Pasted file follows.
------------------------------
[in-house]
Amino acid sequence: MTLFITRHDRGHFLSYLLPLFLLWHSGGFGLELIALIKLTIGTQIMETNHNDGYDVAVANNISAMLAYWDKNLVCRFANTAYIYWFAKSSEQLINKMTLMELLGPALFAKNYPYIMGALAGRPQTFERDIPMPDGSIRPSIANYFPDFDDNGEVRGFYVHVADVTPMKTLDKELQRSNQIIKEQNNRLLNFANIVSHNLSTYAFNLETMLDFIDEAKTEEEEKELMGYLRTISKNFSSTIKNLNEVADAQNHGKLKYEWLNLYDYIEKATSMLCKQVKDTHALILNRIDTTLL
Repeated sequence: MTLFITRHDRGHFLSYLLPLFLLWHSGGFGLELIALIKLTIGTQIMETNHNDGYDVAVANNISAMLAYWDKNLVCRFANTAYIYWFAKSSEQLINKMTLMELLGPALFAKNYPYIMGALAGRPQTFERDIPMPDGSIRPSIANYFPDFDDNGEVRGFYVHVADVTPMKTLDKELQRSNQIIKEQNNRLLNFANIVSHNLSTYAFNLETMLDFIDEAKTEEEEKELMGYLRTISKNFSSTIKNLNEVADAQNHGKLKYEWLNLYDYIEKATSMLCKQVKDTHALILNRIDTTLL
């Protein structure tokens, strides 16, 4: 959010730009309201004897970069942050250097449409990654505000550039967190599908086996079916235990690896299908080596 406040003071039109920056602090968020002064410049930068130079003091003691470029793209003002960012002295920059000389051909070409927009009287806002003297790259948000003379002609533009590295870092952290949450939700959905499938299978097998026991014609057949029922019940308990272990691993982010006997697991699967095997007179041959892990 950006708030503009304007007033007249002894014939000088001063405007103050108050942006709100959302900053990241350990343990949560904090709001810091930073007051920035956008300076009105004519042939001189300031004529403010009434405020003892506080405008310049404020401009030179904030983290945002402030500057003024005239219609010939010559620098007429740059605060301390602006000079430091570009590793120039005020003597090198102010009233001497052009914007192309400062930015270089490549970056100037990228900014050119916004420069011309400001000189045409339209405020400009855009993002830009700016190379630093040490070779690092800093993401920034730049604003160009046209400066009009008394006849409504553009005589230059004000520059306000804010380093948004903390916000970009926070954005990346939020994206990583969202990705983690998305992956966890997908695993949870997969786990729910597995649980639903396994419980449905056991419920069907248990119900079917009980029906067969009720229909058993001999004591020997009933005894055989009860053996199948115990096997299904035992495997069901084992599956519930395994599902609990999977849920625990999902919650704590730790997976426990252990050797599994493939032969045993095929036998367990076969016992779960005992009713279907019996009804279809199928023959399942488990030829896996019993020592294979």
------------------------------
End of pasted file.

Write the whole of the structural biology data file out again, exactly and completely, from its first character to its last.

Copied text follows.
[in-house]
Amino acid sequence: MTLFITRHDRGHFLSYLLPLFLLWHSGGFGLELIALIKLTIGTQIMETNHNDGYDVAVANNISAMLAYWDKNLVCRFANTAYIYWFAKSSEQLINKMTLMELLGPALFAKNYPYIMGALAGRPQTFERDIPMPDGSIRPSIANYFPDFDDNGEVRGFYVHVADVTPMKTLDKELQRSNQIIKEQNNRLLNFANIVSHNLSTYAFNLETMLDFIDEAKTEEEEKELMGYLRTISKNFSSTIKNLNEVADAQNHGKLKYEWLNLYDYIEKATSMLCKQVKDTHALILNRIDTTLL
Repeated sequence: MTLFITRHDRGHFLSYLLPLFLLWHSGGFGLELIALIKLTIGTQIMETNHNDGYDVAVANNISAMLAYWDKNLVCRFANTAYIYWFAKSSEQLINKMTLMELLGPALFAKNYPYIMGALAGRPQTFERDIPMPDGSIRPSIANYFPDFDDNGEVRGFYVHVADVTPMKTLDKELQRSNQIIKEQNNRLLNFANIVSHNLSTYAFNLETMLDFIDEAKTEEEEKELMGYLRTISKNFSSTIKNLNEVADAQNHGKLKYEWLNLYDYIEKATSMLCKQVKDTHALILNRIDTTLL
């Protein structure tokens, strides 16, 4: 959010730009309201004897970069942050250097449409990654505000550039967190599908086996079916235990690896299908080596 406040003071039109920056602090968020002064410049930068130079003091003691470029793209003002960012002295920059000389051909070409927009009287806002003297790259948000003379002609533009590295870092952290949450939700959905499938299978097998026991014609057949029922019940308990272990691993982010006997697991699967095997007179041959892990 950006708030503009304007007033007249002894014939000088001063405007103050108050942006709100959302900053990241350990343990949560904090709001810091930073007051920035956008300076009105004519042939001189300031004529403010009434405020003892506080405008310049404020401009030179904030983290945002402030500057003024005239219609010939010559620098007429740059605060301390602006000079430091570009590793120039005020003597090198102010009233001497052009914007192309400062930015270089490549970056100037990228900014050119916004420069011309400001000189045409339209405020400009855009993002830009700016190379630093040490070779690092800093993401920034730049604003160009046209400066009009008394006849409504553009005589230059004000520059306000804010380093948004903390916000970009926070954005990346939020994206990583969202990705983690998305992956966890997908695993949870997969786990729910597995649980639903396994419980449905056991419920069907248990119900079917009980029906067969009720229909058993001999004591020997009933005894055989009860053996199948115990096997299904035992495997069901084992599956519930395994599902609990999977849920625990999902919650704590730790997976426990252990050797599994493939032969045993095929036998367990076969016992779960005992009713279907019996009804279809199928023959399942488990030829896996019993020592294979």